The Wind in the Willows, is at the Polka Theatre, Wimbledon, until 17 Feb 2019. This is our review.
The highlight of the Polka Theatre’s Winter Season has to be this wonderful adaptation of Kenneth Grahame’s classic book, The Wind in the Willows, first published 110 years ago. This well known tale of Ratty, Mole, Toad and Badger is brought to life on stage, enticing young audiences to enjoy the same story as many generations before them. The Wind in the Willows started life as as a bedtime story Kenneth Grahame told to his young son, which he put down on paper once he had retired from his position as Secretary of the Bank of England.
As the sun rises over the river bank, wonderful puppets and beautiful vocals help set the peaceful scene and calm the excited audience. This adaptation is set around a tree stump on the bank of the river, from which the characters appear. Charming Ratty and the timid but inquisitive Mole take to the water in Ratty’s much-loved boat. They meet the authoritative but kind Badger along the way, before the flamboyant Mr Toad loudly bursts onto stage in his latest motorboat. Nothing is ever dull with the thrill-seeking Toady on stage, but his vain desires to live as a human indicate trouble ahead.
Two shifty looking rabbits introduce the ominous wild wood, with slightly unnerving weasels eyes glowing out of the dark set (something to be prepared for if taking an under 5). The wise badger speaks of changes afoot with suggestions of human development, and destruction, as the wind whistles through the willows.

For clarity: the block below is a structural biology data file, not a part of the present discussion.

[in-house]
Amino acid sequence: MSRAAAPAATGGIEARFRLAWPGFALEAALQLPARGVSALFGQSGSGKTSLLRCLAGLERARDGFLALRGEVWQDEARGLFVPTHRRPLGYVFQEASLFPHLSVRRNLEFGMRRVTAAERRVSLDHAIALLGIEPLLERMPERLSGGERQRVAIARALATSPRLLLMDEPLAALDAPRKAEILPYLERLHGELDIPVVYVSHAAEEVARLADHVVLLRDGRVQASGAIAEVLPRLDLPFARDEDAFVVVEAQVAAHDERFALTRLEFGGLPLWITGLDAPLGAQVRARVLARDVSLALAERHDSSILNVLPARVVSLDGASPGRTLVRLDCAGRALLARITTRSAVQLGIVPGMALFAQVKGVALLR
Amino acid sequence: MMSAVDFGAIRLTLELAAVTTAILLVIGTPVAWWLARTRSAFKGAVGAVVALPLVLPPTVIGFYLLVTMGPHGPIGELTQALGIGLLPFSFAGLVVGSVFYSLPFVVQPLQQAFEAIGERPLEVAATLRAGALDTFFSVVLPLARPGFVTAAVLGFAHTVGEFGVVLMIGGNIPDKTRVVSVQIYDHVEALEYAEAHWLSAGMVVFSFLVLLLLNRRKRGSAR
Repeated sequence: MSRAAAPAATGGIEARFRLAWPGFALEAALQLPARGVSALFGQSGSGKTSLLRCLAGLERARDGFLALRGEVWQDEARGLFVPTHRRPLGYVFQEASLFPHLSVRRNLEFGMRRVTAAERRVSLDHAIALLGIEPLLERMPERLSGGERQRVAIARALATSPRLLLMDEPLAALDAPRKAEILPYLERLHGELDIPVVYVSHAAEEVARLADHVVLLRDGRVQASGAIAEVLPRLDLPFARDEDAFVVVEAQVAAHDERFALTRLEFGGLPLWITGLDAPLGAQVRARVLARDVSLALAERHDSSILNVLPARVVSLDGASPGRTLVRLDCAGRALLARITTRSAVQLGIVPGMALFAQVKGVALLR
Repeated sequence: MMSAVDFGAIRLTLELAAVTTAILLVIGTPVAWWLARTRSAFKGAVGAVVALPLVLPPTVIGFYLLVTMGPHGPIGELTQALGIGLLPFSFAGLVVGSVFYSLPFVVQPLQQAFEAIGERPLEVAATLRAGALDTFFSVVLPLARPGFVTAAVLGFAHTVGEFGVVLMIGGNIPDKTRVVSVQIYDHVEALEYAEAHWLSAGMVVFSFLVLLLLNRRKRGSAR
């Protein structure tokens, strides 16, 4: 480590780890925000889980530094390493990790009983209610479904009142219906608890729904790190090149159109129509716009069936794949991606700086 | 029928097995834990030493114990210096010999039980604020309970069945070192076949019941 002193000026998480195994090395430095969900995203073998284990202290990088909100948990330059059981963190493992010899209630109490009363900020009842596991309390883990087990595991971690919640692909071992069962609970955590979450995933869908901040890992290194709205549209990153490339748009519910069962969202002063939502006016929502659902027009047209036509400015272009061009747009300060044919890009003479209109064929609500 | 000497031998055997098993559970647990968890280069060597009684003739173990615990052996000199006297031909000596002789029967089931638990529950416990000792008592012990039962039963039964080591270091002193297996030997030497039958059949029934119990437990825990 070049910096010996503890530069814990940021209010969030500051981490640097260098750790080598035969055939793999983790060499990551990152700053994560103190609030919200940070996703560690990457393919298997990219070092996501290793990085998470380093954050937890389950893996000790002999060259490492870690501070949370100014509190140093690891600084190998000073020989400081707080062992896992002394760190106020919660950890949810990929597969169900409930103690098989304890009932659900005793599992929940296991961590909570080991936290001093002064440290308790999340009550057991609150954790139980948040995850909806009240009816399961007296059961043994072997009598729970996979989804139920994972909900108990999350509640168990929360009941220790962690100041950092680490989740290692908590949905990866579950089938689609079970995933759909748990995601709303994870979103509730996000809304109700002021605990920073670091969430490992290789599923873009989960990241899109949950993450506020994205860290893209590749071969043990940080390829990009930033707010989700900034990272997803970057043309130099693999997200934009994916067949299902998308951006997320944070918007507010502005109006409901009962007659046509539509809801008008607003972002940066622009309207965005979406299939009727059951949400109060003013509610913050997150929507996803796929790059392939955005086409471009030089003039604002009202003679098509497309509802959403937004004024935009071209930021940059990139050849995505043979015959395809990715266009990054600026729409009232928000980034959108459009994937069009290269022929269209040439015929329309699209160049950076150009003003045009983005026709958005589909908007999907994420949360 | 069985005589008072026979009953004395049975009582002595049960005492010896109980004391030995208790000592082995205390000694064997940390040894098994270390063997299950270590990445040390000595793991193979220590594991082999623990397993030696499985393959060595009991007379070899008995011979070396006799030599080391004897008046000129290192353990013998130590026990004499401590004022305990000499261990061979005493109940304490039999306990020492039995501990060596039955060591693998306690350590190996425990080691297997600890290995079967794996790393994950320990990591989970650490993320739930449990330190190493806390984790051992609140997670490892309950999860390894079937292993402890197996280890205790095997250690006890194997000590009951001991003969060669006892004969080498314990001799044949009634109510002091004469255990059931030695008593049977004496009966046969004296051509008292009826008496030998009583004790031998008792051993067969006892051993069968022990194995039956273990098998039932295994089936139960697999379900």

The characters costumes are very creative and fun. We particularly liked Toady’s helmet fashioned from a conker. There are some very witty musical numbers performed by Mr Toad as well. As we approached the interval the action moved into the audience, much to everyone’s delight and amusement. Toad’s inevitable demise is very cleverly adapted and staged. Whilst Toad is incarcerated, Ratty takes centre stage lamenting widening his horizons beyond his river bank home, with a beautiful ensemble and talented French guitar-playing rat.
Once Toady has made his great escape, and badger has shown him the error of his ways, there is a slapstick fight scene at Toad Hall, where our heroes defeat the stoats, weasels and ferrets. The finale had added excitement for the young audience in the first few rows as snow began to fall, and the show ended to rapturous applause.
The running time was about 2 hours, including a 15 minutes interval during which you can buy ice cream tubs or choose from a selection of snacks in the theatre’s cafe. Recommended age is 5 and over, although there were many younger members of the audience on our visit.
Lucy and her daughter received complimentary tickets to the performance, but all their opinions are their own.